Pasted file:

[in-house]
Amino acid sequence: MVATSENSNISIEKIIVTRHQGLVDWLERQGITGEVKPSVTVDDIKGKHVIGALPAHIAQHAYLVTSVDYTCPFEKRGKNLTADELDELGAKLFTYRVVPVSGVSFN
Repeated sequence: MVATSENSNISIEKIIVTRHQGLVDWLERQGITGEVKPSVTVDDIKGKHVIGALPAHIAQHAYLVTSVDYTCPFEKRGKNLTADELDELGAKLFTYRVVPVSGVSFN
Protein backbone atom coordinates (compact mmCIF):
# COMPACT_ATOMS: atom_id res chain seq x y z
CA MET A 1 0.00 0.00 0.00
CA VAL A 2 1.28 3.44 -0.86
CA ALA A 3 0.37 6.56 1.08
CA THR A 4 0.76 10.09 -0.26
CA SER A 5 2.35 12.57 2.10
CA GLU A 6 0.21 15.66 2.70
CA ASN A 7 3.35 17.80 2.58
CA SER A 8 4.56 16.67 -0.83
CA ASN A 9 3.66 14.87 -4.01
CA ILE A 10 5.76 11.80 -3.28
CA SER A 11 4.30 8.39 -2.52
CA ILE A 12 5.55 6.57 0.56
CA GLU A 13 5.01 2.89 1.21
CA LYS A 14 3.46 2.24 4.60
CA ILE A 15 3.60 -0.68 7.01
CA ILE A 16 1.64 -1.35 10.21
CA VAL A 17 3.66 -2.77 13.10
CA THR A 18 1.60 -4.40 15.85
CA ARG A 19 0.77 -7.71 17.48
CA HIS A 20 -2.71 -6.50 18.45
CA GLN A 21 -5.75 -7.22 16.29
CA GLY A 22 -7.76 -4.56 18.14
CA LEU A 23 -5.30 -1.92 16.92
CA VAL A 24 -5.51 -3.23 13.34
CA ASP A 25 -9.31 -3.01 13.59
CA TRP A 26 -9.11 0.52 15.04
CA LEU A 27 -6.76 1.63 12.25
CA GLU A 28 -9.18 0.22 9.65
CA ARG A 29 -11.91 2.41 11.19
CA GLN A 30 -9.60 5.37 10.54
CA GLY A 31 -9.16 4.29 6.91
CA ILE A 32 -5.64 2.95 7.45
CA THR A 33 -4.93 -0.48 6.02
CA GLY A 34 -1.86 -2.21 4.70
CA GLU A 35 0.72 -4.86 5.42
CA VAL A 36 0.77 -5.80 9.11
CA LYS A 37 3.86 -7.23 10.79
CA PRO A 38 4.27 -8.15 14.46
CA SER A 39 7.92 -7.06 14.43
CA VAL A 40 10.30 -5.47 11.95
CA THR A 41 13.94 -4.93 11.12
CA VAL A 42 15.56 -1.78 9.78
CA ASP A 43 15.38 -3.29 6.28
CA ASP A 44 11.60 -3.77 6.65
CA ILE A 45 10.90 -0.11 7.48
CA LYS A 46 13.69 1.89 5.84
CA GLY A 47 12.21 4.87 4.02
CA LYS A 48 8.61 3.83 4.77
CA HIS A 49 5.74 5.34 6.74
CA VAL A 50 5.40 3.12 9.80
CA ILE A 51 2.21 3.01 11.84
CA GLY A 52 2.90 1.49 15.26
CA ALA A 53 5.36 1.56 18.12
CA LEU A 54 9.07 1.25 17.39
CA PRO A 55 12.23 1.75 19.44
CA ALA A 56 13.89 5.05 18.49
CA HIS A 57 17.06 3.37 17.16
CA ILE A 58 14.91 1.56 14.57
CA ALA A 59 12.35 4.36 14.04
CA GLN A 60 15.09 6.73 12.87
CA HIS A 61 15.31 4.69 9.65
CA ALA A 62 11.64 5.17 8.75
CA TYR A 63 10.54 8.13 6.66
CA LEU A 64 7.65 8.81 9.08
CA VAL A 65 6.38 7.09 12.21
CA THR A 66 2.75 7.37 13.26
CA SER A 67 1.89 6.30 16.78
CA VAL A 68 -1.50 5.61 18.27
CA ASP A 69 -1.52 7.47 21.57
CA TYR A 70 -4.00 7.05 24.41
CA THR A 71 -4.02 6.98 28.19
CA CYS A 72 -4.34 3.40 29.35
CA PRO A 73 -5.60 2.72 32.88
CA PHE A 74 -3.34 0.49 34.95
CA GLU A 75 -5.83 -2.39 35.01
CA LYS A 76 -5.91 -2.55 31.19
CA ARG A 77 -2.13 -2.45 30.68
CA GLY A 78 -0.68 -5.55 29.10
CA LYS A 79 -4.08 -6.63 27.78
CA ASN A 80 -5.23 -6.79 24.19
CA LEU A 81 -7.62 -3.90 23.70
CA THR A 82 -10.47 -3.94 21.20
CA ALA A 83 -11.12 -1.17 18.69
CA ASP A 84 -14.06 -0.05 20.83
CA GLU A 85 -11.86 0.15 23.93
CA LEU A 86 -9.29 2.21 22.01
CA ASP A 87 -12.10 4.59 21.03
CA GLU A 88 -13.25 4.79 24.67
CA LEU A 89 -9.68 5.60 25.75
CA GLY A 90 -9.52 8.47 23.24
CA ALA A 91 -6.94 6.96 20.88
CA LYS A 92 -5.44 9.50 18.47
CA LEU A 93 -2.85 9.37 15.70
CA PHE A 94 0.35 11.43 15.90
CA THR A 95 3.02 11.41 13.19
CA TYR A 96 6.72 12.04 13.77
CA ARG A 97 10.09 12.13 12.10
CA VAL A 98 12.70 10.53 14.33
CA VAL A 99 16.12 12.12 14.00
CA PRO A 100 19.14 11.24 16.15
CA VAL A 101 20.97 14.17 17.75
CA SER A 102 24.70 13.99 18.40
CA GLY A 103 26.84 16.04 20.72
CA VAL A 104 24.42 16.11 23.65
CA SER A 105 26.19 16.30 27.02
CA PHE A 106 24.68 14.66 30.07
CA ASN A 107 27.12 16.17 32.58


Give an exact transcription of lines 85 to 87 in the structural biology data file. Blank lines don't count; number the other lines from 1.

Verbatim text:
CA ASN A 80 -5.23 -6.79 24.19
CA LEU A 81 -7.62 -3.90 23.70
CA THR A 82 -10.47 -3.94 21.20